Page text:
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Drug Therapy in Dermatology

July 25, 2000

Complete Document



Detail Summary

Active, Most Current

EN
Additional Comments:
ISBN: 978-0-203-90831-0
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Product Details:

  • Revision: July 25, 2000
  • Published Date: July 25, 2000
  • Status: Active, Most Current
  • Document Language: English
  • Published By: CRC Press (CRC)
  • Page Count: 498
  • ANSI Approved: No
  • DoD Adopted: No

Description / Abstract:

Preface

One of the most useful resources for me as a resident at the University of Michigan was the wonderful book by Lerner and Lerner on dermatological therapy. This text provided a scientific yet practical clinical overview of therapy at a time when much of dermatology was based on anecdotal therapeutics. This book is long since out of print, but Aaron Lerner's stature as a scientist certified its value in my mind. Books on therapy in our specialty are infrequently published and, I feel, much needed. Drug Therapy in Dermatology covers dermatological therapy as espoused by an international group of experts. Readers from all around the world will find useful information with which to enhance their therapeutic skills.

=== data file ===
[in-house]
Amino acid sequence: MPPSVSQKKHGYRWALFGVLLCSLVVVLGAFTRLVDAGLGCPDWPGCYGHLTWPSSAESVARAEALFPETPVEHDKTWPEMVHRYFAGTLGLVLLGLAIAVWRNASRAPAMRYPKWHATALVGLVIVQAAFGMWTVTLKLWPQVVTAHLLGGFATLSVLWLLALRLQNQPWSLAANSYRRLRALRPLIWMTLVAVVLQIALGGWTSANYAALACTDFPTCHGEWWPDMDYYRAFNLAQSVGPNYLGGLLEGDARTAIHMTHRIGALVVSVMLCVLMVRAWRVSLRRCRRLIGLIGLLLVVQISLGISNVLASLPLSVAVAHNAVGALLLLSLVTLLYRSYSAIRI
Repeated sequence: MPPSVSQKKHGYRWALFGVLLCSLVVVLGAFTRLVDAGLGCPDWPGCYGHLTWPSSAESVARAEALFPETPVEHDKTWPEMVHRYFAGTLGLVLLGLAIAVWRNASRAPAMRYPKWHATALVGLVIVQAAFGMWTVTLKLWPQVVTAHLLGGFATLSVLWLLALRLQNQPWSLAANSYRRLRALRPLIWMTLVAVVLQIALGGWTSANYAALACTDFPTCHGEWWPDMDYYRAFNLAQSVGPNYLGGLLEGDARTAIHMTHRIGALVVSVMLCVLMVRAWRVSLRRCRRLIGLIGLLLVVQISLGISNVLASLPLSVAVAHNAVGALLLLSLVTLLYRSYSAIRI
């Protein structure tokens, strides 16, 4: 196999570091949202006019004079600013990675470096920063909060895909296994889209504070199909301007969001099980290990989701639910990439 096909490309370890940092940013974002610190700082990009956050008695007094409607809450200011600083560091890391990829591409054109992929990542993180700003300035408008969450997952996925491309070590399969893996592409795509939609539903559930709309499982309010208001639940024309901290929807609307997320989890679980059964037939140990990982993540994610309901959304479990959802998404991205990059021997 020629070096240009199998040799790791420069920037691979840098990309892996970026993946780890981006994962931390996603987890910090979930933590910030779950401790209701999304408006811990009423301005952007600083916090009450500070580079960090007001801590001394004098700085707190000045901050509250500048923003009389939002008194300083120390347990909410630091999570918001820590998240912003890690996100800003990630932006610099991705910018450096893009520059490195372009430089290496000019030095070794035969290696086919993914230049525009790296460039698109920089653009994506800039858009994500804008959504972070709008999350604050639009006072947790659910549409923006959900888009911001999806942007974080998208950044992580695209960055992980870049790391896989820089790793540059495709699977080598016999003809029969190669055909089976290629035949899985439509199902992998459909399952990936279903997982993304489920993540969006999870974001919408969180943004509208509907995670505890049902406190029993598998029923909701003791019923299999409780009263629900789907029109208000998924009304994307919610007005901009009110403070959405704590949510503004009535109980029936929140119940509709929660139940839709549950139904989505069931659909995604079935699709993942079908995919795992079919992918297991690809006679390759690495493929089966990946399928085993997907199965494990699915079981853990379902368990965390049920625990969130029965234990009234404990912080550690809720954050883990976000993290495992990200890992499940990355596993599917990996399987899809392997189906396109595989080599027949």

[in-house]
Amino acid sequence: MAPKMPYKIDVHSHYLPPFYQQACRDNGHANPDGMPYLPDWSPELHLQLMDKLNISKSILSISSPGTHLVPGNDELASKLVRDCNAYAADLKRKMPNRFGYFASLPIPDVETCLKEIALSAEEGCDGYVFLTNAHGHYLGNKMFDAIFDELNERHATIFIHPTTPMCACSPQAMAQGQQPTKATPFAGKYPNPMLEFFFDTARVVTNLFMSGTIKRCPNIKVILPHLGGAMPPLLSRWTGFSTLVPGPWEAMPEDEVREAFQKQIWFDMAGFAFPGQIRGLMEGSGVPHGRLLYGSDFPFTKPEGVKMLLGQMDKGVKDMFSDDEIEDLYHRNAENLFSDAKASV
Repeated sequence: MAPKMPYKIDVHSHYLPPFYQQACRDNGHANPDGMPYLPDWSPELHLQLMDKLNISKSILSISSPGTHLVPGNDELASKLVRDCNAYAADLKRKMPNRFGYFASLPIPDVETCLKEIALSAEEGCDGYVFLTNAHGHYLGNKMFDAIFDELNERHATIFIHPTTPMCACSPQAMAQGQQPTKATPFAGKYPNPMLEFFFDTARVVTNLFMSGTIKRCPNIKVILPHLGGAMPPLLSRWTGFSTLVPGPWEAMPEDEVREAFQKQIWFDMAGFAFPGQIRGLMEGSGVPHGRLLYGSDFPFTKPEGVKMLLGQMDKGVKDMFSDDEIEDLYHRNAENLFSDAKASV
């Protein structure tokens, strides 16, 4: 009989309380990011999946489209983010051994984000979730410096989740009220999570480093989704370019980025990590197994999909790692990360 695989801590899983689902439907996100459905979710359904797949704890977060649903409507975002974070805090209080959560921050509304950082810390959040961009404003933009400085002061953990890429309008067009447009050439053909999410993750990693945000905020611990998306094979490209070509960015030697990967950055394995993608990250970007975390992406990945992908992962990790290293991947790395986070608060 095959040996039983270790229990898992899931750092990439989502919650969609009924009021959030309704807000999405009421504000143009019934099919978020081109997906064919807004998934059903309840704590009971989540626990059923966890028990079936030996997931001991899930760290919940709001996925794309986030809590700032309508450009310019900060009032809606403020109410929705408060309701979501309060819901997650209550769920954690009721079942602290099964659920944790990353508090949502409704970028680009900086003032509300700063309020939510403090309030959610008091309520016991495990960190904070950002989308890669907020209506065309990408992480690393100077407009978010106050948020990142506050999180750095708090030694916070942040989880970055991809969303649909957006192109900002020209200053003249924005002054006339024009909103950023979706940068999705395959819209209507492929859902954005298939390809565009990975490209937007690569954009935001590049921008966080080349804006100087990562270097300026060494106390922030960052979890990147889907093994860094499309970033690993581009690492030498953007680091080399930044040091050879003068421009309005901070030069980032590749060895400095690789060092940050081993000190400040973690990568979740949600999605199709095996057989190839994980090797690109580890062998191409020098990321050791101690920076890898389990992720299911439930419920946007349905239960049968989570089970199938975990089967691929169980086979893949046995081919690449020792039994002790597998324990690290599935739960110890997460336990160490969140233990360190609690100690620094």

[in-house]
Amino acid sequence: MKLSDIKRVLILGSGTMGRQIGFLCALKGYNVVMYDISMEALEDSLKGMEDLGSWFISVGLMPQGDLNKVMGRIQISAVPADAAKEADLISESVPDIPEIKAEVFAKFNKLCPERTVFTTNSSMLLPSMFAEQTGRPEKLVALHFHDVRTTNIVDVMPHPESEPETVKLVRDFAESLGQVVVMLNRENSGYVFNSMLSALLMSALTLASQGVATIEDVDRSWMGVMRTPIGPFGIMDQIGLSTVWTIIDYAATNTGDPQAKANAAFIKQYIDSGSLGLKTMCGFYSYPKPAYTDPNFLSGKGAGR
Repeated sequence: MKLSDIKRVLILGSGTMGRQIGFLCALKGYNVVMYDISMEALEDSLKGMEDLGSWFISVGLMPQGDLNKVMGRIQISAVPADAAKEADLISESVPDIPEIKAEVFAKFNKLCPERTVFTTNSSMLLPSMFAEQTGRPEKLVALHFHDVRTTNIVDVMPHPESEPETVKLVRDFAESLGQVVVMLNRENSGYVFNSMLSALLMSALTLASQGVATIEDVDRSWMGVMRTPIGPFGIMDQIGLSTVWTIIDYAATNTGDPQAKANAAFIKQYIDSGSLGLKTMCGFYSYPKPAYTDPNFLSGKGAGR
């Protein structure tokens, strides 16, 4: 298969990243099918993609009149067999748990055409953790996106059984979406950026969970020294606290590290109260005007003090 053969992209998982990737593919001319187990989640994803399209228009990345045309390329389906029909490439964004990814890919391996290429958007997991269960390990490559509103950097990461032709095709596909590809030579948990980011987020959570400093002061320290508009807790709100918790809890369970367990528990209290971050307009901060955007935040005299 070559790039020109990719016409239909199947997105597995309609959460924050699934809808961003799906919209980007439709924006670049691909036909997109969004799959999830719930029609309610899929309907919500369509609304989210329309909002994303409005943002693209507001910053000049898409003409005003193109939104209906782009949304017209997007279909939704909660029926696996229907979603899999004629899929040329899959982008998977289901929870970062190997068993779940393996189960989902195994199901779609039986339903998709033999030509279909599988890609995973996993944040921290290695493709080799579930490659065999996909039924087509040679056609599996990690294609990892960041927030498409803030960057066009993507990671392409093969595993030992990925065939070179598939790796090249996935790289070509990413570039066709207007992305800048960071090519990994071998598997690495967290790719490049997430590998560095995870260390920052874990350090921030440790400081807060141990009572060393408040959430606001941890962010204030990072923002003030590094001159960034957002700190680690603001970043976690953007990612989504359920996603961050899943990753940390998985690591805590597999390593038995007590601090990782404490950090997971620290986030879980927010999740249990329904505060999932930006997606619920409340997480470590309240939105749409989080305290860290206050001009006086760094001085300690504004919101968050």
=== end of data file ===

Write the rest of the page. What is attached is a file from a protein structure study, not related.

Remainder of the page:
It has been my intent to provide a source of therapeutic guidance using a two-pronged approach. First, groups and categories of drugs are summarized by international experts who provide sound guidance in appropriate therapeutic choices, optimal follow-up in therapy, and expectations for drug effects. Second, this book contains chapters that are dedicated to common and major dermatological diseases and that review therapy for such conditions as acne and psoriasis. This approach provides at least two points of view from different experts in the field. These chapters explore complex dermatological diseases, considering multiple therapeutic approaches and providing expert guidance for the selection, initiation, and follow-up of drug therapies.

Inasmuch as this book has an international authorship, the reader should keep in mind that dosages, along with appropriate indications, may vary from country to country. These authors discuss when a given therapy should be used, but again there may be regional variations. A second caveat is that when using any drug, the changes brought about by drug interactions are of key importance.

This book makes no attempt to be comprehensive, and indeed the pace at which our understanding of many of the issues discussed here is expanding makes it nearly impossible to be simultaneously comprehensive and current. Knowledge can be supplemented by using such tools as the Physician's Desk Reference (in the United States) and the Internet, which contain up-to-date sources for additional information. When referring to an Internet source for the current status of any given drug, it is important to determine the time of the last revision as well as whether the information conflicts with other available data.

I hope that this volume will become a most useful addition to the dermatologist's library.